Details for This Review
Study Population: Women who underwent operative vaginal delivery
Efficacy End Points: Reduction in infectious postpartum morbidities such as wound infection, wound breakdown, endometritis, and sepsis in women with less than a third-degree tear (antibiotics are commonly administered for third- or fourth-degree tears)
Harm End Points: Adverse reaction to antibiotic therapy
|1 in 10 did not have a wound breakdown||None were harmed|
|1 in 26 did not develop a superficial perineal wound|
|1 in 41 did not develop a deep perineal wound|
|1 in 121 did not develop a serious infectious complication|
Narrative: Operative vaginal birth is used to achieve or expedite safe delivery for maternal or fetal indications, and is accomplished using traction on the fetal head through the application of forceps or a vacuum extractor.1 Despite success in achieving vaginal birth, operative vaginal deliveries may result in an increased incidence of postpartum infections and maternal readmissions when compared with spontaneous vaginal deliveries.2 Despite these potential complications, current guidelines from the World Health Organization do not recommend routine antibiotic prophylaxis for operative vaginal birth because of insufficient evidence of effectiveness.3
This Cochrane review included two randomized controlled trials with a total of 3,813 pregnant women undergoing operative vaginal delivery using a vacuum or forceps.2
The ANODE trial was a blinded, randomized, multicenter trial conducted in the United Kingdom that consisted of 3,420 women. The trial compared a single dose of intravenous amoxicillin/clavulanate (Augmentin) with placebo.2 The other study involved 393 women in the United States and compared intravenous cefotetan (Cefotan) with no treatment.4
Benefits of antibiotic therapy included a reduction in superficial (epidermis only) perineal wounds (relative risk [RR] = 0.53; 95% CI, 0.40 to 0.69; number needed to treat [NNT] = 26; high-certainty evidence); reduction in deep (muscle/fascial involvement) perineal wounds (RR = 0.46; 95% CI, 0.31 to 0.69; NNT = 41; high-certainty evidence); reduction in serious infectious complications (RR = 0.44; 95% CI, 0.22 to 0.89; NNT = 121; high-certainty evidence); and reduction in wound breakdown (RR = 0.52; 95% CI, 0.43 to 0.63; NNT = 10; moderate-certainty evidence).
The effects of prophylactic antibiotics on organ or space infection, endometritis, and length of hospitalization were unclear secondary to low-certainty evidence. The adverse events were minimal in both studies and included two allergic reactions (neither of which were anaphylactic; one was considered a serious adverse event) and diarrhea.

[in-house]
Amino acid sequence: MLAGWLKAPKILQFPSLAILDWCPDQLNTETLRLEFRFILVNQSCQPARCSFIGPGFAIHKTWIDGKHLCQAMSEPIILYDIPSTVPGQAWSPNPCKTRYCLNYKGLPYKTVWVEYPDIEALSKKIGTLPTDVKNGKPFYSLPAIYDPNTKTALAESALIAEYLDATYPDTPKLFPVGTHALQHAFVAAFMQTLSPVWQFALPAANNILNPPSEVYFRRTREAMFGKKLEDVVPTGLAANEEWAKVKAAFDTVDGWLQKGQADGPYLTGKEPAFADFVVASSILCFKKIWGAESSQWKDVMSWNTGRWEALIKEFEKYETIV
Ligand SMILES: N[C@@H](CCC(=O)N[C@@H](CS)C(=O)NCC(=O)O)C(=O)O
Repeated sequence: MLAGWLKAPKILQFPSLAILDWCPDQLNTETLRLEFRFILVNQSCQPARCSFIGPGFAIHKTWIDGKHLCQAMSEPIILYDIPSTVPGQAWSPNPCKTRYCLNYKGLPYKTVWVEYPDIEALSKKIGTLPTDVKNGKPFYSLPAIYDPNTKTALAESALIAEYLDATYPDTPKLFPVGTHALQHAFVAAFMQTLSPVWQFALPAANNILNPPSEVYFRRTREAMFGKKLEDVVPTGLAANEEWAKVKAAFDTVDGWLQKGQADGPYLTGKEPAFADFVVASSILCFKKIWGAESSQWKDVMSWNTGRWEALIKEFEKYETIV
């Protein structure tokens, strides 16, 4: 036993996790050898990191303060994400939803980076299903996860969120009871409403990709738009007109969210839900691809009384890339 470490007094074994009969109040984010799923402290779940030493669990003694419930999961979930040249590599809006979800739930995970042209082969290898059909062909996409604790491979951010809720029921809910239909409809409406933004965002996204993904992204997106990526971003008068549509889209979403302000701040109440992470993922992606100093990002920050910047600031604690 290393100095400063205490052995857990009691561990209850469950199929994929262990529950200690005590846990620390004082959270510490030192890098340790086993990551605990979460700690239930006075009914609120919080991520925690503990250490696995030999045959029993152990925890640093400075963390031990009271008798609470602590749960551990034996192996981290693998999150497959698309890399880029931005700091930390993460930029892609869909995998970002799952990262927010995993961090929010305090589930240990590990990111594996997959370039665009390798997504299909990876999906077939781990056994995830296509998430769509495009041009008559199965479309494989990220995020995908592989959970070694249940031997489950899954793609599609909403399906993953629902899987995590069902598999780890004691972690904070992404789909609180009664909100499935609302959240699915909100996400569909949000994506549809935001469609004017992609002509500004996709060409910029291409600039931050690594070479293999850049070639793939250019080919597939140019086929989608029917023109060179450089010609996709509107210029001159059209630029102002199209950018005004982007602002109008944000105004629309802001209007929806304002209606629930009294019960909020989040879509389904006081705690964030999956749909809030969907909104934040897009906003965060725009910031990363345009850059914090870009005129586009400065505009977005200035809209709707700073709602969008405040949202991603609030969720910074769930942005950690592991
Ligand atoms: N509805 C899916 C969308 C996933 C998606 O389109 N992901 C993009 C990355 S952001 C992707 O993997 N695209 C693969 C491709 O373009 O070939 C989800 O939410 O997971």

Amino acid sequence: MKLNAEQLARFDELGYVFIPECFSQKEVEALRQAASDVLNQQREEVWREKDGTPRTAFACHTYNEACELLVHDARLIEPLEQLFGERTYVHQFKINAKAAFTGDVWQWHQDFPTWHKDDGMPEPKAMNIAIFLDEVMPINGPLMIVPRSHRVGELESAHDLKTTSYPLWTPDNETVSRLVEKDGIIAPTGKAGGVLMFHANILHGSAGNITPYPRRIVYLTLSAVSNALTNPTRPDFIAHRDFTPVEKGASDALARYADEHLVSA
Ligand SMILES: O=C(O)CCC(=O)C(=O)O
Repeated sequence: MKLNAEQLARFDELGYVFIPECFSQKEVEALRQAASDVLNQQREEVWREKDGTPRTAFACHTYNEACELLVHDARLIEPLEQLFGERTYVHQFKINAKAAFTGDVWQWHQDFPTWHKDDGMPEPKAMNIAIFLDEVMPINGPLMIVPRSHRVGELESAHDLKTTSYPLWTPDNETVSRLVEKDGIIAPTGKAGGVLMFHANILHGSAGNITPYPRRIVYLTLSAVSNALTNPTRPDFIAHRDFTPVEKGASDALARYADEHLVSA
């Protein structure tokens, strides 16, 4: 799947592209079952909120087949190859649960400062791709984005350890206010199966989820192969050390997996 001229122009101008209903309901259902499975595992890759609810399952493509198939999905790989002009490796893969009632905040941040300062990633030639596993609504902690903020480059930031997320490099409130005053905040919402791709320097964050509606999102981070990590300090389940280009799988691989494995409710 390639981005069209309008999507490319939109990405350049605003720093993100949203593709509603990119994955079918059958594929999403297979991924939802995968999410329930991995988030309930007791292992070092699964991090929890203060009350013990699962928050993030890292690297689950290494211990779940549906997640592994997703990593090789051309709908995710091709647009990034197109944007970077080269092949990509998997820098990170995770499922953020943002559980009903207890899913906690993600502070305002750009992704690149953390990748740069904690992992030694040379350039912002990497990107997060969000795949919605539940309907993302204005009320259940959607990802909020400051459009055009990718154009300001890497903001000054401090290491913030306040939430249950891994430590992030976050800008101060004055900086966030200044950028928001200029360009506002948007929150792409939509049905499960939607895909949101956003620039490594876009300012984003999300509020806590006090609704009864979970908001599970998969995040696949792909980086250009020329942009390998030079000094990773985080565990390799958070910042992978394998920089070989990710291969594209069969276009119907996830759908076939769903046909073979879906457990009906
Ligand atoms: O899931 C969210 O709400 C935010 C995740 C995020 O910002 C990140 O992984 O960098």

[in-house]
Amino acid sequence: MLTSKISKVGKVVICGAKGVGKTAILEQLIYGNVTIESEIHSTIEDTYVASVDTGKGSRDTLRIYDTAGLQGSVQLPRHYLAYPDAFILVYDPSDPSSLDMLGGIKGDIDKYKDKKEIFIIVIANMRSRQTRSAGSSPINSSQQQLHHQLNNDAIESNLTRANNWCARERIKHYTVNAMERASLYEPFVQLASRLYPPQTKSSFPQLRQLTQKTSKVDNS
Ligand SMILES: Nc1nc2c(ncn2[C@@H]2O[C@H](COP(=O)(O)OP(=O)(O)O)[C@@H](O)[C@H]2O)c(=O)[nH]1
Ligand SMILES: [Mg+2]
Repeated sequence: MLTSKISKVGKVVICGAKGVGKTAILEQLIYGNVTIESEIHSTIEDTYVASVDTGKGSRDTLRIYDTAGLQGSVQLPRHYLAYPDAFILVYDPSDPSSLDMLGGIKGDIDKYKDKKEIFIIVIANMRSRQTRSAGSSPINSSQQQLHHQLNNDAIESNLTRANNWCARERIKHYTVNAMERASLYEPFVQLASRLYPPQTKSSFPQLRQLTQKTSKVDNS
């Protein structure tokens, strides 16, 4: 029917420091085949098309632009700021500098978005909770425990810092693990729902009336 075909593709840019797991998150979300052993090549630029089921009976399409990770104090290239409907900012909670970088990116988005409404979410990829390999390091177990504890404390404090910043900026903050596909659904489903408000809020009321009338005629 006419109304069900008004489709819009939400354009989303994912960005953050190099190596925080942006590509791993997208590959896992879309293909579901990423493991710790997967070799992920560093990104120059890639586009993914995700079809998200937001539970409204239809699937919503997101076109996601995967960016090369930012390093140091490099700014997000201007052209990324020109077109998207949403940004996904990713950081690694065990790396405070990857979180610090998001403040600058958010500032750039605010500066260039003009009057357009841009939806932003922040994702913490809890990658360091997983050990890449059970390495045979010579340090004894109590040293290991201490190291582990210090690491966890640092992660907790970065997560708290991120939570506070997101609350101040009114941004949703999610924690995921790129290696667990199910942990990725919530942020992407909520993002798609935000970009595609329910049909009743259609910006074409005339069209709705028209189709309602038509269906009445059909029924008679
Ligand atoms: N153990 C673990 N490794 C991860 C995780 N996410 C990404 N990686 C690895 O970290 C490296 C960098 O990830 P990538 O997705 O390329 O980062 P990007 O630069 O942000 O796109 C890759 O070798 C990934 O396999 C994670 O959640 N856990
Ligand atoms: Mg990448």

Secondary outcomes that were evaluated, but with inconclusive results, included perineal pain, dyspareunia, additional perineal care requirements, use of pain medications, effect on breastfeeding, hospital readmission, and quality of life.
Caveats: The exclusion criteria included patients requiring antibiotic therapy in the postpartum period for another indication, most notably third- and fourth-degree lacerations. Additional studies may be indicated to compare this subset of patients because the use of prophylactic antibiotics for this classification of perineal trauma is not standardized. Additionally, the definition of endometritis between the included studies was different and may have affected the determination of the certainty of the evidence. The prevalence of wound breakdown was markedly elevated in the ANODE trial (21%); this may have been affected by self-reported data and the absence of a uniform wound breakdown definition or criteria.5 Typical wound breakdown rates are 5.5% for forceps and 1.4% for vacuum delivery based on two recent cohort studies (n = 529, P < .01).6
In this review, the largest sample of patients (ANODE trial) used an antibiotic formulation not readily available in the United States. Therefore, the effect of using alternative antibiotics may be an area for further evaluation. Additionally, the larger trial was conducted in a high-income setting, limiting the generalizability across a more diverse socioeconomic demographic.
The views expressed in this article are those of the authors and do not necessarily reflect the official policy or position of the Department of the Air Force, the Uniformed Services University of the Health Sciences, the Department of Defense, or the U.S. government.
Copyright © 2020 MD Aware, LLC (theNNT.com). Used with permission.
This series is coordinated by Christopher W. Bunt, MD, AFP assistant medical editor, and Daniel Runde, MD, from the NNT Group.
A collection of Medicine by the Numbers published in AFP is available at https://www.aafp.org/afp/mbtn.